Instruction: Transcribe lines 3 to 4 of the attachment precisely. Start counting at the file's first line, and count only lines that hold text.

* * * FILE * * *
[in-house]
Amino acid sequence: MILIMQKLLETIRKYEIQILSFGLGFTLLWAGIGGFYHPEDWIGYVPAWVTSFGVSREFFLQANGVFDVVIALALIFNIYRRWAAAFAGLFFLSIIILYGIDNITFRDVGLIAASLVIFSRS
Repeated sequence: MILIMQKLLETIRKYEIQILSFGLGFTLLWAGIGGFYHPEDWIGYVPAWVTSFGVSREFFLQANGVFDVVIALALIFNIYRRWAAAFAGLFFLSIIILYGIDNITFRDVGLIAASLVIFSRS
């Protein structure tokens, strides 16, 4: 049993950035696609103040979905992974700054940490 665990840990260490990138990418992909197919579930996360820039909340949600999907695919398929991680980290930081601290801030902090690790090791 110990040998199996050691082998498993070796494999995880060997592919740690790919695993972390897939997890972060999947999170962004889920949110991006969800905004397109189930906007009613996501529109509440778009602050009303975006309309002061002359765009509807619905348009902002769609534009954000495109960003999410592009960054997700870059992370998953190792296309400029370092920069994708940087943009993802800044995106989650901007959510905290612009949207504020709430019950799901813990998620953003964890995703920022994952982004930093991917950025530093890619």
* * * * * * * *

Repeated sequence: MILIMQKLLETIRKYEIQILSFGLGFTLLWAGIGGFYHPEDWIGYVPAWVTSFGVSREFFLQANGVFDVVIALALIFNIYRRWAAAFAGLFFLSIIILYGIDNITFRDVGLIAASLVIFSRS
């Protein structure tokens, strides 16, 4: 049993950035696609103040979905992974700054940490 665990840990260490990138990418992909197919579930996360820039909340949600999907695919398929991680980290930081601290801030902090690790090791 110990040998199996050691082998498993070796494999995880060997592919740690790919695993972390897939997890972060999947999170962004889920949110991006969800905004397109189930906007009613996501529109509440778009602050009303975006309309002061002359765009509807619905348009902002769609534009954000495109960003999410592009960054997700870059992370998953190792296309400029370092920069994708940087943009993802800044995106989650901007959510905290612009949207504020709430019950799901813990998620953003964890995703920022994952982004930093991917950025530093890619």